Friday, March 13, 2009

Oscar Bait: Could Little Gold Man Lead Not To The Best Roles But To Franchise Oblivion?

By Lars Trodson

OK, so the Academy Awards have always been about commerce. No question. They were born out of a desire to give films -- the poor cousin to theater and opera -- a little sense of dignity, a little boost to the box office.

So little Oscar was meant to add a little prestige, and so he did. Over time, the Oscars, to some degree, became synonymous with quality. That was good PR. Of course, the track record is actually spotty -- but it is not as miserable as a lot of people would have you believe. There are very few performances or pictures that absolutely did not deserve to be nominated, or win.

Even if we disagree with who or what actually won the thing, there may be a general sense of agreement that the nominated films or performances were at least noteworthy. That sense of commonality often gets lost in the Oscar debate. The nominations are generally fair (outside of the song and documentary feature categories, which is another column). With nominations limited to only five in each category (it wasn’t always so -- the world has become quite anal in the past 50 years), there are bound to be disagreements who was left out, but often there is agreement that the nominees were worthy.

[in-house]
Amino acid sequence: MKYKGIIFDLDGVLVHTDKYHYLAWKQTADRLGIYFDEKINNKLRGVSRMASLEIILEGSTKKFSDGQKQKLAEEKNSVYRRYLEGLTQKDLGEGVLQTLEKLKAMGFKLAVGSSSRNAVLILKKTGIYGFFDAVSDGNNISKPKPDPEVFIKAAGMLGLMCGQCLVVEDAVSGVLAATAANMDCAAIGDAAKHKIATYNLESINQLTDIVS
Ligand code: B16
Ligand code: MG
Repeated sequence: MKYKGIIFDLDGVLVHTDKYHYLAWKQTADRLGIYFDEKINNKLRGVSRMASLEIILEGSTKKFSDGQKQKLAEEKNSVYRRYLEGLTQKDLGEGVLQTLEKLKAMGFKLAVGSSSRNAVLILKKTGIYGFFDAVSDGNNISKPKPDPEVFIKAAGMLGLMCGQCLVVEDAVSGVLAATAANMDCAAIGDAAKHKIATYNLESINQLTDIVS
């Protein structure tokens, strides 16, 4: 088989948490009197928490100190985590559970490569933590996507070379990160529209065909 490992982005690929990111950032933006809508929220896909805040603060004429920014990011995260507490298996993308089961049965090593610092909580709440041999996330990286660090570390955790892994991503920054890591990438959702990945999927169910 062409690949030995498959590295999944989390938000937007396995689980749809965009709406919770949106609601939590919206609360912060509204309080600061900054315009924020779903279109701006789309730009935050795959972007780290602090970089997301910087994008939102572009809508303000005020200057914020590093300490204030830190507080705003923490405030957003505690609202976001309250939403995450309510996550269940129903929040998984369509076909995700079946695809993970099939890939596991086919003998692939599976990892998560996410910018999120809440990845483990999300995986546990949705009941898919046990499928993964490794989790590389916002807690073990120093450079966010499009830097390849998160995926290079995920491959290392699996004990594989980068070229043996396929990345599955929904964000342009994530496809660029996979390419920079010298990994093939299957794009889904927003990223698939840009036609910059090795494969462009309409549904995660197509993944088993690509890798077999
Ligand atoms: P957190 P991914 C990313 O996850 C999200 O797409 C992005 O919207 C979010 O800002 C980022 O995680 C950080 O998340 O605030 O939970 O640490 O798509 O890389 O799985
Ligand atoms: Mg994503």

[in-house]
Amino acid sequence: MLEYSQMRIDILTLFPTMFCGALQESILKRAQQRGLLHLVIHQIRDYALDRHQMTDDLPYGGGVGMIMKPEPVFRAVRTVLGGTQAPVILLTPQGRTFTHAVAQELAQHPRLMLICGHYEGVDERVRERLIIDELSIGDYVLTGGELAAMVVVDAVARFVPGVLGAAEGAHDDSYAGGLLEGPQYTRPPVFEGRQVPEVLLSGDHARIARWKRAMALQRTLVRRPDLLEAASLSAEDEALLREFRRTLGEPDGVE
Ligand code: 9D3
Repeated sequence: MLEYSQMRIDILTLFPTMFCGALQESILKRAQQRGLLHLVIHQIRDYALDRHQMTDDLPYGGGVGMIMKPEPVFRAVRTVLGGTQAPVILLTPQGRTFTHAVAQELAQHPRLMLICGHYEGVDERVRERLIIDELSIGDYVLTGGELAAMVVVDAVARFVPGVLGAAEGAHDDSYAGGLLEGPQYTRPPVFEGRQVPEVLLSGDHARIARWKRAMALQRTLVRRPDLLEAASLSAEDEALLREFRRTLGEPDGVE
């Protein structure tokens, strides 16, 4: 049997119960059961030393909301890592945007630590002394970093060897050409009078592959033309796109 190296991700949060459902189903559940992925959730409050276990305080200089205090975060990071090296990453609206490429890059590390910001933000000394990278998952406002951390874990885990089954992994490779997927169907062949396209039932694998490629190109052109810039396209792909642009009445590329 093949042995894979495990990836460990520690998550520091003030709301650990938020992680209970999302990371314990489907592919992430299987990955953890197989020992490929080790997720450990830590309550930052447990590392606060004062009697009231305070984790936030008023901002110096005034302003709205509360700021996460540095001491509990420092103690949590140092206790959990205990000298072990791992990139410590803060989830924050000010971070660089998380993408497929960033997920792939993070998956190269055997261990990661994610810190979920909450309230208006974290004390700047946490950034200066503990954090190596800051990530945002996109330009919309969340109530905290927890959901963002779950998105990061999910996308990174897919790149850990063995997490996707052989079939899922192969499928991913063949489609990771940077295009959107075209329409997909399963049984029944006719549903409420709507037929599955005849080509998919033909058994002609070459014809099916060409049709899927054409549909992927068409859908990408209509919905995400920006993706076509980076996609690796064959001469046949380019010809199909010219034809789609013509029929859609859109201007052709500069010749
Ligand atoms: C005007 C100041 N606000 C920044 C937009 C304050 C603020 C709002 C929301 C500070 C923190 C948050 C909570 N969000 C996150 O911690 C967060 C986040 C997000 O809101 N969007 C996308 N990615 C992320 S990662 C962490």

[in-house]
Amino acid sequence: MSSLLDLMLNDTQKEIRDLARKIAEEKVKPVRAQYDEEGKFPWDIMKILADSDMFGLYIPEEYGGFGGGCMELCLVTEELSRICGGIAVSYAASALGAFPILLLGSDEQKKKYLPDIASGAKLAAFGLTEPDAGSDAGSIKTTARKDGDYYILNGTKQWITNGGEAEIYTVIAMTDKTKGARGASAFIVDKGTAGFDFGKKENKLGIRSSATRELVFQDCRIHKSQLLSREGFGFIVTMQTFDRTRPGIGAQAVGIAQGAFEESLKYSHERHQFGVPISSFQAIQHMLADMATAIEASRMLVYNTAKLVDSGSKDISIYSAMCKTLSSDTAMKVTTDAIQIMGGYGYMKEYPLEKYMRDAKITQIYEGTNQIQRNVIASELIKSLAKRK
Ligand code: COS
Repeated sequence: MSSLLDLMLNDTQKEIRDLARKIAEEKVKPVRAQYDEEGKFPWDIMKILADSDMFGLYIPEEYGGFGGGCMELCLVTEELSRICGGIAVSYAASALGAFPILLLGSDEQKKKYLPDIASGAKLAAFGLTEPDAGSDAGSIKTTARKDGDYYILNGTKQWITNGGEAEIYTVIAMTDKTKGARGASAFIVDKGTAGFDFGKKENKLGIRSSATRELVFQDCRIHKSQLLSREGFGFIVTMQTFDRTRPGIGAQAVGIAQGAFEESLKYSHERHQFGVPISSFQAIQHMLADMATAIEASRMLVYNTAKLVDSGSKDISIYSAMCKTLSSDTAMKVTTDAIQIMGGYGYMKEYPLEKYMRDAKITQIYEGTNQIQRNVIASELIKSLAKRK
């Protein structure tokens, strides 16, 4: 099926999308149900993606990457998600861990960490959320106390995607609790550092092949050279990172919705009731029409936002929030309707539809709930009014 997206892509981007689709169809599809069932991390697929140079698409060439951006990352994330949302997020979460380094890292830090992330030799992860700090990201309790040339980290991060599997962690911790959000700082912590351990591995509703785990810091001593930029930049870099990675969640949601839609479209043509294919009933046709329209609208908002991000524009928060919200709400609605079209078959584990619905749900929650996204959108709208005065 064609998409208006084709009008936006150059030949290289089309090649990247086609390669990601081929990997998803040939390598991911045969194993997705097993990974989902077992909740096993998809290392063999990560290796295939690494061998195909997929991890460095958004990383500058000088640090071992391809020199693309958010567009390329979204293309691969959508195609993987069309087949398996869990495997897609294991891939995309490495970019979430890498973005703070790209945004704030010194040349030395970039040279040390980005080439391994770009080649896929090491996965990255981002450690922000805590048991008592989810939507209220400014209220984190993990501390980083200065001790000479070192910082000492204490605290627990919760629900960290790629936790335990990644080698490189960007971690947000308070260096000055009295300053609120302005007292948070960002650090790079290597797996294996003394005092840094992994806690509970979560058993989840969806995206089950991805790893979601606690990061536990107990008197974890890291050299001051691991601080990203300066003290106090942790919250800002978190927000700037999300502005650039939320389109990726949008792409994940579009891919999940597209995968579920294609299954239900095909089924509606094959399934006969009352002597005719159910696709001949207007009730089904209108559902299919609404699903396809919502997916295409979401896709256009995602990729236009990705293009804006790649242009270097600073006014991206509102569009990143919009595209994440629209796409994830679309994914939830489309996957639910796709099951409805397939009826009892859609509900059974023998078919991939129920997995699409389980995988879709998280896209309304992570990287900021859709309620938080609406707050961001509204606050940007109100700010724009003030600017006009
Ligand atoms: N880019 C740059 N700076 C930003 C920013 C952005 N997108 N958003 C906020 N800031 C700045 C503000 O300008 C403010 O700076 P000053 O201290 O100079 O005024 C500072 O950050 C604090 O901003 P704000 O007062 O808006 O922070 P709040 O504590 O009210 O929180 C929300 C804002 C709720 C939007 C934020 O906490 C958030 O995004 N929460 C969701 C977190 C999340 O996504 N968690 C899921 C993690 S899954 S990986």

And that meant getting nominated for an Oscar indicated you were good at your craft. And so, in turn, if you were nominated -- or won -- you were subsequently offered the best scripts. This was true whether you were an actor, a director, or cinematographer. You got the prestige scripts.

Now, however, you get the comic book franchise.

Fifty years ago if you were Jack Lemmon, an Oscar lead to “The Apartment” or “Some Like It Hot” or “”The Days of Wine and Roses.” If you were Sidney Poitier an Oscar paved the way for an unbroken string of critical and audience favorites. Look at your history: Bette Davis, Katharine Hepburn, Faye Dunaway, Marlon Brando -- or a director like Jonathan Demme or ...well, name a person. An Oscar can boost a career for five full years.


Just this week it was announced that Mickey Rourke, fresh off his Oscar nomination from “The Wrestler” -- had signed on to “Iron Man 2.”

I’m not sure a role in a tentpole movie already stuffed with stars is the right way to go.

Just a few years ago, Thomas Haden Church co-starred in “Sideways” and revived his career with an Oscar nomination as Best Supporting Actor.

He parlayed that success into a role in “Spider-Man 3”, in which, as memory recalls, he played a pile of sand.